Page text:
We decided to use a permanently running Temporal workflow to represent each data synchronization. In order to limit the size of the event histories for a permanently running workflow, we use a Temporal concept called ContinueAsNew to restart from the first step after performing a run.

This design facilitates fully customizing the type of scheduling we support since the time we wait before running is determined in an activity. This will allow Airbyte to support cron-based workflow scheduling, blackout periods, and interval-based scheduling. Additionally, Temporal makes even long-running "wait" operations efficient by caching the state in a cold storage and only loading it in memory when needed.

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Designing a sync workflow

A sync in Airbyte is split into 3 activities:

  • A data replication
  • A data normalization (optional)
  • A dbt transformation (optional)

All those activities are long running operations that can take anywhere from minutes to several hours depending on the volume of the data and the throughput of a connector. All of these activities are very different from the very short activities that fetch schedules or report the status with database I/O that runs in a few milliseconds. In order to isolate long runs in a separately scaled worker pool, we are running those activities in child workflows. This child workflow is not independent from the parent workflow; if the parent workflow is terminated or canceled, the child workflow will be as well. This allows us to ensure only one synchronization can run per connection using a uniqueness constraint at the parent workflow level.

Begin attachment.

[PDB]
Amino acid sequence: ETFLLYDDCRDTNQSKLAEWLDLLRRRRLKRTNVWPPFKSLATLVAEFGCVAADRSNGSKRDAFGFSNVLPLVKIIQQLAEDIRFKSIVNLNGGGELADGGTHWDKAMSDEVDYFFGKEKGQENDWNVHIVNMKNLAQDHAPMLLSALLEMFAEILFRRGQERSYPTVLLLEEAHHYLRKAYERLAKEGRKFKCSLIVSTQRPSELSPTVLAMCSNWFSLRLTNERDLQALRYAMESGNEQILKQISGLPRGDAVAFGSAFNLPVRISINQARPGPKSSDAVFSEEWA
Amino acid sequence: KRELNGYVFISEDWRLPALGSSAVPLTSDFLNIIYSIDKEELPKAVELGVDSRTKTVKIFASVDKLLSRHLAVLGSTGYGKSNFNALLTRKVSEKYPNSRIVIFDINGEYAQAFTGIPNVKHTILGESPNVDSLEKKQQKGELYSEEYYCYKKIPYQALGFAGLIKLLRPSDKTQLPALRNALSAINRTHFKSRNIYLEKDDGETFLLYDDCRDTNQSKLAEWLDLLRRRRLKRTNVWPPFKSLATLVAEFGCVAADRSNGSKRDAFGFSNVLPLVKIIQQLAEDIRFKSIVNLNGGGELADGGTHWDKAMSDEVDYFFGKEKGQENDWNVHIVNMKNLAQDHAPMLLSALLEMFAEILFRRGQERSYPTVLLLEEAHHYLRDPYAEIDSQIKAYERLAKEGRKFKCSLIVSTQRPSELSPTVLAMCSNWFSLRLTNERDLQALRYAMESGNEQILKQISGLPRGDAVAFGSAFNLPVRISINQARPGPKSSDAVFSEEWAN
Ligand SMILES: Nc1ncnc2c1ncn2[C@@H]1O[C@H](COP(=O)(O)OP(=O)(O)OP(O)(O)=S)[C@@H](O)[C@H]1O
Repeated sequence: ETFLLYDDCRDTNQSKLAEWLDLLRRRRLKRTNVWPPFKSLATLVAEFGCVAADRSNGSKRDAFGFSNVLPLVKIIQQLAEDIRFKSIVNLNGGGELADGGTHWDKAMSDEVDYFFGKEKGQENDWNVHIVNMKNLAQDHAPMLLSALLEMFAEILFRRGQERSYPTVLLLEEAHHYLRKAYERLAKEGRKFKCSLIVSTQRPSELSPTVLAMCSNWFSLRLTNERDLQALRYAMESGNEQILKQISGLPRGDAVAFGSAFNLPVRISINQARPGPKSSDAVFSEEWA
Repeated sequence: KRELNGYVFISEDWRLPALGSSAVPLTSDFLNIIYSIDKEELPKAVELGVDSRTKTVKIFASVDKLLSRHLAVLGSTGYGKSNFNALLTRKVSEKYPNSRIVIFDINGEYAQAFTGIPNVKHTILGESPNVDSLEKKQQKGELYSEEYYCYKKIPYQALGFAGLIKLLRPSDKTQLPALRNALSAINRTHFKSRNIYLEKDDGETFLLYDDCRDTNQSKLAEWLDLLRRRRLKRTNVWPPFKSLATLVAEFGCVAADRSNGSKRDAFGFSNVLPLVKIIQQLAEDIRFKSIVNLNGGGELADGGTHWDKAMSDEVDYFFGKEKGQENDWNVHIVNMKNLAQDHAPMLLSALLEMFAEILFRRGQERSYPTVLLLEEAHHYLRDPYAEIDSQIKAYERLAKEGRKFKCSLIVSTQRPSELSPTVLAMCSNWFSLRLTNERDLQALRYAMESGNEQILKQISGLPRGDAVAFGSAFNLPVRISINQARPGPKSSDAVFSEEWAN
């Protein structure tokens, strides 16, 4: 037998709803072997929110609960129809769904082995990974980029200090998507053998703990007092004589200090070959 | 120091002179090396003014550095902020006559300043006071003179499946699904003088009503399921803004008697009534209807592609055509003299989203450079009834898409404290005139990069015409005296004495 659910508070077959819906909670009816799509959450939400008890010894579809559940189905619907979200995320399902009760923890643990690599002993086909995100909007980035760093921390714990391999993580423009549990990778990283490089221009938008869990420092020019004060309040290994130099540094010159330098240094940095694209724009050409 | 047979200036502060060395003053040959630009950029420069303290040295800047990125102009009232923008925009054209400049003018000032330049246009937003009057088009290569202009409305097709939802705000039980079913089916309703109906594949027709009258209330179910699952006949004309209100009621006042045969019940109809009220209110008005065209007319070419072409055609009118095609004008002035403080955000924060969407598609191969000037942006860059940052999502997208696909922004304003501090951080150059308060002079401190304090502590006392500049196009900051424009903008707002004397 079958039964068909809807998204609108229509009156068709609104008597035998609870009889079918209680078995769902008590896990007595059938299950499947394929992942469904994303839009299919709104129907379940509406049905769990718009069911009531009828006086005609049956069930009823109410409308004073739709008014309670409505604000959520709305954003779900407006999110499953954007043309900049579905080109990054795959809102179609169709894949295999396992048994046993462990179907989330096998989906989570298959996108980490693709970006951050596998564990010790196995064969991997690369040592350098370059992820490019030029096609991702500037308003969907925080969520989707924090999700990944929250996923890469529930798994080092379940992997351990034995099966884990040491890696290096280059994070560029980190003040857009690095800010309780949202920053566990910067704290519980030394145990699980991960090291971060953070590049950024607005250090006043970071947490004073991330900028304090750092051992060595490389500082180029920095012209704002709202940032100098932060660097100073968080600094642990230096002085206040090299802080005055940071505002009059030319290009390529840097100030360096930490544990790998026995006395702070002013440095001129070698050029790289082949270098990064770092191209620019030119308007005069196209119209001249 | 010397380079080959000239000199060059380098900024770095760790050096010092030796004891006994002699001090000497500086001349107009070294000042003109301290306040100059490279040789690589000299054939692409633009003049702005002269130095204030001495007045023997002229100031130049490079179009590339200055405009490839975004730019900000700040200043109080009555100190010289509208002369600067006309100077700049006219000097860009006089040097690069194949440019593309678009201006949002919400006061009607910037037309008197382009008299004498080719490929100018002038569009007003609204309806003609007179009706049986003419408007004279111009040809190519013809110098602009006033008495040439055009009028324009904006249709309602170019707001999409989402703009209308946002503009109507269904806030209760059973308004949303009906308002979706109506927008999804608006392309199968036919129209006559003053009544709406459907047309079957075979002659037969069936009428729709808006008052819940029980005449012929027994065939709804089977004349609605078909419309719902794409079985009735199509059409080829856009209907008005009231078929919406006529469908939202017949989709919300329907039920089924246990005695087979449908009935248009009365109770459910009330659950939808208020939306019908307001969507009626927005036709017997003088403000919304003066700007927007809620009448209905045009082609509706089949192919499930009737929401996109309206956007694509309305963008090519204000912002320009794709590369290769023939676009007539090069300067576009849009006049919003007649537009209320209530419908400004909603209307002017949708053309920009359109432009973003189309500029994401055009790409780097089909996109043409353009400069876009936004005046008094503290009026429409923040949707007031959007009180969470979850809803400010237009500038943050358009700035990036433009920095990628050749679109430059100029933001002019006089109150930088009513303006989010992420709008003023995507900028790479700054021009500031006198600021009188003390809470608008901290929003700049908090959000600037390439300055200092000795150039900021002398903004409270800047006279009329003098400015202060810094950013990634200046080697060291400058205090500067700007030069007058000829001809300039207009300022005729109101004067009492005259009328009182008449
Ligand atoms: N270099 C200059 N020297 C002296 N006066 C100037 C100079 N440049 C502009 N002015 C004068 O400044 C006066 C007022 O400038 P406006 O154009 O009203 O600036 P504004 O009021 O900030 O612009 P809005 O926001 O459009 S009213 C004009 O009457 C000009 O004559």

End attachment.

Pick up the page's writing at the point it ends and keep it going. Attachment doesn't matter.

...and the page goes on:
Implementing a Temporal workflow

We are using the Temporal Java SDK to define a workflow. It provides a set of annotations used to decorate an interface that will let Temporal know how to run the different methods we are writing. There is one main annotation on the interface level: @WorkflowInterface. There are 3 methods annotations that we are using: 

  • @WorkflowMethod: There can be only one per workflow and this method contains the implementation ordering the activity call. This is the entrypoint for running the workflow.
  • @SignalMethod: Decorates a method that will be called as a signal by temporal. It doesn’t perform an I/O and will only update the memory state of the Temporal workflow.
  • @QueryMethod: Decorates a method that will be called as a query by temporal. It is a synchronous method that will return some part of the Temporal in memory state.

public interface ConnectionManagerWorkflow {

 void run(ConnectionUpdaterInput connectionUpdaterInput);

 void submitManualSync();

 class JobInformation {

   private long jobId;
   private int attemptId;


 JobInformation getJobInformation();

Implementing a Temporal activity

This is very similar to the implementation of a workflow. Temporal provides a set of annotations that allows you to decorate an interface. It will then identify those methods as an activity and be able to make sure that they are only run once per workflow run. For example:

public interface ConfigFetchActivity {

 class ScheduleRetrieverInput {

   private UUID connectionId;


 class ScheduleRetrieverOutput {

   private Duration timeToWait;


 ScheduleRetrieverOutput getTimeToWait(ScheduleRetrieverInput input);


It then needs to be registered inside the workflow. Doing so will allow you to associate it with the most optimal pool of workers.